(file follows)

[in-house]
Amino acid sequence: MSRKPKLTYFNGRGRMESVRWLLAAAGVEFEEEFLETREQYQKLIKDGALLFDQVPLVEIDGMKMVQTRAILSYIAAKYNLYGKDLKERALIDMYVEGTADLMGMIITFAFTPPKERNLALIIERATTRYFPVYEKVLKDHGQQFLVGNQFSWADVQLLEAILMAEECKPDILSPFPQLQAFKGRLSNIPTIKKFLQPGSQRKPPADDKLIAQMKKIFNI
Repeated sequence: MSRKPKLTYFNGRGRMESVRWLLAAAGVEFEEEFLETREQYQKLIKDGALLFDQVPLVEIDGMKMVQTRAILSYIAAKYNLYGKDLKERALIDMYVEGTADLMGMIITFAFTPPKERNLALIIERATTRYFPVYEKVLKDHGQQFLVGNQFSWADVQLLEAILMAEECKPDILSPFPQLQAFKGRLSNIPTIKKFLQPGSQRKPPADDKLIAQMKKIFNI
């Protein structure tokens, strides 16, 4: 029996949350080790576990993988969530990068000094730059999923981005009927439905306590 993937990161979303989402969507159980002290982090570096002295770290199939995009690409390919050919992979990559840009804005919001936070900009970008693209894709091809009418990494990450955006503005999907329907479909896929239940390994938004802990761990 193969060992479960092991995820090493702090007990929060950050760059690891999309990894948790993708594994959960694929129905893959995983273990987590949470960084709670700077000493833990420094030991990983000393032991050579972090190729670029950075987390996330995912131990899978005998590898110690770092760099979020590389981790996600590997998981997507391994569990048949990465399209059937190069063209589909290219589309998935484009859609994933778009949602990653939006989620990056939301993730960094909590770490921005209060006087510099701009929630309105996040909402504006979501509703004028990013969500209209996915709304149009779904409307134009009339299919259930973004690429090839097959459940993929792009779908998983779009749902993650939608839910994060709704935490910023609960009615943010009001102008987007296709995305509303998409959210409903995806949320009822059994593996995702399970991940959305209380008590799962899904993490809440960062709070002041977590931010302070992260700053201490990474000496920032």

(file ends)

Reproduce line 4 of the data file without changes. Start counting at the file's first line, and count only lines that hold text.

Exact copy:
């Protein structure tokens, strides 16, 4: 029996949350080790576990993988969530990068000094730059999923981005009927439905306590 993937990161979303989402969507159980002290982090570096002295770290199939995009690409390919050919992979990559840009804005919001936070900009970008693209894709091809009418990494990450955006503005999907329907479909896929239940390994938004802990761990 193969060992479960092991995820090493702090007990929060950050760059690891999309990894948790993708594994959960694929129905893959995983273990987590949470960084709670700077000493833990420094030991990983000393032991050579972090190729670029950075987390996330995912131990899978005998590898110690770092760099979020590389981790996600590997998981997507391994569990048949990465399209059937190069063209589909290219589309998935484009859609994933778009949602990653939006989620990056939301993730960094909590770490921005209060006087510099701009929630309105996040909402504006979501509703004028990013969500209209996915709304149009779904409307134009009339299919259930973004690429090839097959459940993929792009779908998983779009749902993650939608839910994060709704935490910023609960009615943010009001102008987007296709995305509303998409959210409903995806949320009822059994593996995702399970991940959305209380008590799962899904993490809440960062709070002041977590931010302070992260700053201490990474000496920032």